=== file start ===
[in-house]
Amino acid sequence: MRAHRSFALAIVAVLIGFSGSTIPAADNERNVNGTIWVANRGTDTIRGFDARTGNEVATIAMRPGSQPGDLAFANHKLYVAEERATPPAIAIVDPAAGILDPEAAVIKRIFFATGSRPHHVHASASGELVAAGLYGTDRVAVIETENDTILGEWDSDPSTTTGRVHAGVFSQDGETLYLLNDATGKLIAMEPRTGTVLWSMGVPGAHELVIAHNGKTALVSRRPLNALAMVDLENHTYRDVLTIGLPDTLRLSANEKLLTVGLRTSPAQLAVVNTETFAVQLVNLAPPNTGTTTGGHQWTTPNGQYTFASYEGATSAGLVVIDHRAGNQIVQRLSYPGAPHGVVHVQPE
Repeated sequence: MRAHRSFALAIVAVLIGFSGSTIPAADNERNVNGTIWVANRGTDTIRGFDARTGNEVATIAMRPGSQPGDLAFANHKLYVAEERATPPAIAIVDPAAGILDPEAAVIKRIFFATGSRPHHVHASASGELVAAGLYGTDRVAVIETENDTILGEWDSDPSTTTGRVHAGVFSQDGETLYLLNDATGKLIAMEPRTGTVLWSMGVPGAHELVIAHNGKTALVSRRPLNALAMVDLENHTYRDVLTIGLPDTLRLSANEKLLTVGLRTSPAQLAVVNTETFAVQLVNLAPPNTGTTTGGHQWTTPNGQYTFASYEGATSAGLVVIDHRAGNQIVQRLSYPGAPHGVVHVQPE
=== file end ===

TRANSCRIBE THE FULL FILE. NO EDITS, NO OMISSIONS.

[in-house]
Amino acid sequence: MRAHRSFALAIVAVLIGFSGSTIPAADNERNVNGTIWVANRGTDTIRGFDARTGNEVATIAMRPGSQPGDLAFANHKLYVAEERATPPAIAIVDPAAGILDPEAAVIKRIFFATGSRPHHVHASASGELVAAGLYGTDRVAVIETENDTILGEWDSDPSTTTGRVHAGVFSQDGETLYLLNDATGKLIAMEPRTGTVLWSMGVPGAHELVIAHNGKTALVSRRPLNALAMVDLENHTYRDVLTIGLPDTLRLSANEKLLTVGLRTSPAQLAVVNTETFAVQLVNLAPPNTGTTTGGHQWTTPNGQYTFASYEGATSAGLVVIDHRAGNQIVQRLSYPGAPHGVVHVQPE
Repeated sequence: MRAHRSFALAIVAVLIGFSGSTIPAADNERNVNGTIWVANRGTDTIRGFDARTGNEVATIAMRPGSQPGDLAFANHKLYVAEERATPPAIAIVDPAAGILDPEAAVIKRIFFATGSRPHHVHASASGELVAAGLYGTDRVAVIETENDTILGEWDSDPSTTTGRVHAGVFSQDGETLYLLNDATGKLIAMEPRTGTVLWSMGVPGAHELVIAHNGKTALVSRRPLNALAMVDLENHTYRDVLTIGLPDTLRLSANEKLLTVGLRTSPAQLAVVNTETFAVQLVNLAPPNTGTTTGGHQWTTPNGQYTFASYEGATSAGLVVIDHRAGNQIVQRLSYPGAPHGVVHVQPE